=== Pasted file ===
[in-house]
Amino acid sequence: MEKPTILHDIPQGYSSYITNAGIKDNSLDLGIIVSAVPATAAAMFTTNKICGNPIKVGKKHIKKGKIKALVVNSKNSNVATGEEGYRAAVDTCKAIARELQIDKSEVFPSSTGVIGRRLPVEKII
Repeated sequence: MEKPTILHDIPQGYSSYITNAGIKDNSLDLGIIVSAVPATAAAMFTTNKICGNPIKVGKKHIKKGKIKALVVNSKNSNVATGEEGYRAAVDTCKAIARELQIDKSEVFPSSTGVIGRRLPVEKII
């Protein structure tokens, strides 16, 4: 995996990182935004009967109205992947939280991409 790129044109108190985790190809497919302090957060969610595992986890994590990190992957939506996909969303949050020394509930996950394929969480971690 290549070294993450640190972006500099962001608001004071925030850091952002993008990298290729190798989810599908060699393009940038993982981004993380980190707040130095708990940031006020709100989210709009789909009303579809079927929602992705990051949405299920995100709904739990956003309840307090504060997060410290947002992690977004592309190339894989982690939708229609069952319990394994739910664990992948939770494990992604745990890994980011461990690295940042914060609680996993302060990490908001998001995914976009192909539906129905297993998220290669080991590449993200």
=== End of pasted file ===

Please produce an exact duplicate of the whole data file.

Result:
[in-house]
Amino acid sequence: MEKPTILHDIPQGYSSYITNAGIKDNSLDLGIIVSAVPATAAAMFTTNKICGNPIKVGKKHIKKGKIKALVVNSKNSNVATGEEGYRAAVDTCKAIARELQIDKSEVFPSSTGVIGRRLPVEKII
Repeated sequence: MEKPTILHDIPQGYSSYITNAGIKDNSLDLGIIVSAVPATAAAMFTTNKICGNPIKVGKKHIKKGKIKALVVNSKNSNVATGEEGYRAAVDTCKAIARELQIDKSEVFPSSTGVIGRRLPVEKII
């Protein structure tokens, strides 16, 4: 995996990182935004009967109205992947939280991409 790129044109108190985790190809497919302090957060969610595992986890994590990190992957939506996909969303949050020394509930996950394929969480971690 290549070294993450640190972006500099962001608001004071925030850091952002993008990298290729190798989810599908060699393009940038993982981004993380980190707040130095708990940031006020709100989210709009789909009303579809079927929602992705990051949405299920995100709904739990956003309840307090504060997060410290947002992690977004592309190339894989982690939708229609069952319990394994739910664990992948939770494990992604745990890994980011461990690295940042914060609680996993302060990490908001998001995914976009192909539906129905297993998220290669080991590449993200």